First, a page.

Family Friends and The Theory of Evolution

The Theory of Evolution has been debated for years, and that’s fine. I am not sure though if all of the facts are being considered though. Let’s assume that Evolution is the umbrella phrase used to describe the process of a species changing over the years. Consider this. If you could isolate a particular animal and keep it completely confined without changing its environment, would it evolve?

The alligator has been around for millions of years in its present form because for the most part it is not on the food chain of any animal’s diet except for man. As more humans try the meat of the alligator and the demand possibly increases, the alligator will change its lifestyle and evolve into a reptile that tastes like chicken. Seems easier to just eat chicken. My point is that left alone with no outside stimulus there would be very little evolution.

Humans on the other hand are constantly evolving. Two hundred years ago the size of an average human man was five foot six or seven. A six-foot man was rare. Our life span was forty years if we were lucky and were able to make it through the various wars we created. Is Evolution a process of change or a process of aging?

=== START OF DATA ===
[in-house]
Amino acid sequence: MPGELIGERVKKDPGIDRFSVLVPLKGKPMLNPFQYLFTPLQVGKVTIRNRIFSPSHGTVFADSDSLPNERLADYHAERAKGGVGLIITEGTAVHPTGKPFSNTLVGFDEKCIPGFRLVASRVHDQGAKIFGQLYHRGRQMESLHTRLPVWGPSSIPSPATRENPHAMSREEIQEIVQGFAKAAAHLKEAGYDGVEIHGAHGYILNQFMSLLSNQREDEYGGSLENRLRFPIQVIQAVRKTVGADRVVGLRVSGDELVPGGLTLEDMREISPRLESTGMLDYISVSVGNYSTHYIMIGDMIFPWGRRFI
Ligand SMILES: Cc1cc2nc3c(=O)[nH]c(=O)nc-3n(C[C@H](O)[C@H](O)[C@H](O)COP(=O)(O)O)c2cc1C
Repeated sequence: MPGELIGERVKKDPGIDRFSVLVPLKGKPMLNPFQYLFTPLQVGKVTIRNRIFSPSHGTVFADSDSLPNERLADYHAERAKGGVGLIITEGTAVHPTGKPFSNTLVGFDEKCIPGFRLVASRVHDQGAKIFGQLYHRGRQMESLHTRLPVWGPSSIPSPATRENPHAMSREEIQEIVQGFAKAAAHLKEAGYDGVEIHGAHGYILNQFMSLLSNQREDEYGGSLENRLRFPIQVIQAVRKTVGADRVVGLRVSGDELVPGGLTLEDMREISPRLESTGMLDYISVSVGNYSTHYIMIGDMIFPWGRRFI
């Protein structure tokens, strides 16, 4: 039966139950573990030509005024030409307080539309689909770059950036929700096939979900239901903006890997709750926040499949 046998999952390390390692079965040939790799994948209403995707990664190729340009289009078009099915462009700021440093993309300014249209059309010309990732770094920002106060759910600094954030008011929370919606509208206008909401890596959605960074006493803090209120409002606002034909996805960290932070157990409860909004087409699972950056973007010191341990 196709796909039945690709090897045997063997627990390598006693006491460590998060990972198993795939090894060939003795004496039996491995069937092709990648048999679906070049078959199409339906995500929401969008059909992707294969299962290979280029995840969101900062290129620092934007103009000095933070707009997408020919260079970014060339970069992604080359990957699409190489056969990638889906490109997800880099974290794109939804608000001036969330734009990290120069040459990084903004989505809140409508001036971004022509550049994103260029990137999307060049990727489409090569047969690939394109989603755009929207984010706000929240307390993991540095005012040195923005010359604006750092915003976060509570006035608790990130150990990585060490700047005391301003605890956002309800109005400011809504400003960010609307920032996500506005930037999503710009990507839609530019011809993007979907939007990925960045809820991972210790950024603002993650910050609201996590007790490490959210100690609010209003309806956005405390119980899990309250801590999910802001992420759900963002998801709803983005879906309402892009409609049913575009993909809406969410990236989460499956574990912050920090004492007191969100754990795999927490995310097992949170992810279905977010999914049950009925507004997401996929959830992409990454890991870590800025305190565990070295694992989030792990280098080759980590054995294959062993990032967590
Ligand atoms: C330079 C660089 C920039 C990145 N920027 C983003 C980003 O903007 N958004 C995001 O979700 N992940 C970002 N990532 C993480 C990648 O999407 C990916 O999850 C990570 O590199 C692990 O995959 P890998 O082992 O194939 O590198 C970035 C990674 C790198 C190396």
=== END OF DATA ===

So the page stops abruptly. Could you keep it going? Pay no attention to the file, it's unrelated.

Evolution is responding to an outside stimulus so as to survive and keep the species alive. Businesses evolve too. Twenty years ago I met Rocco Rosano a very savvy pizzeria operator in Rockland County, New York. Over the years Rocco’s business grew to be the sit down pizzeria and restaurant in New City. His son now works in the business and the evolution of business has taken a southward turn as his brother Frank has opened several very successful restaurants in South Florida. This year Rocco is celebrating his twenty-sixth anniversary. The milestone is really a celebration of change rather than of maintaining the status quo. The business had to evolve, given the outside conditions that exerted pressures on it. These conditions had to be dealt with to remain vibrant.

Looking at old pictures, old alligators or old people, just makes you think. With our food supply being genetically altered and additives such as high fructose corn syrup in almost everything, will we be able to survive or evolve? Will our children and grandchildren survive obesity, caused by these unseen additives, or will we evolve into a newer and larger version of humans who look back at us in amazement because we wore size 36 pants or a size 12 dress.

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Comment by Laurie MacKnight on January 28, 2008 at 6:14am
I just finished a book called Prodigal Summer by Barbara Kingsolver. It deals with the your same subject. I found the book facinating. She managed to intertwine evolution with a great story interconnecting lives that towards the end all come together. The sort of book you are sad to finish and sadly that only happens a couple of times a year.

Back to the food chain. If we are putting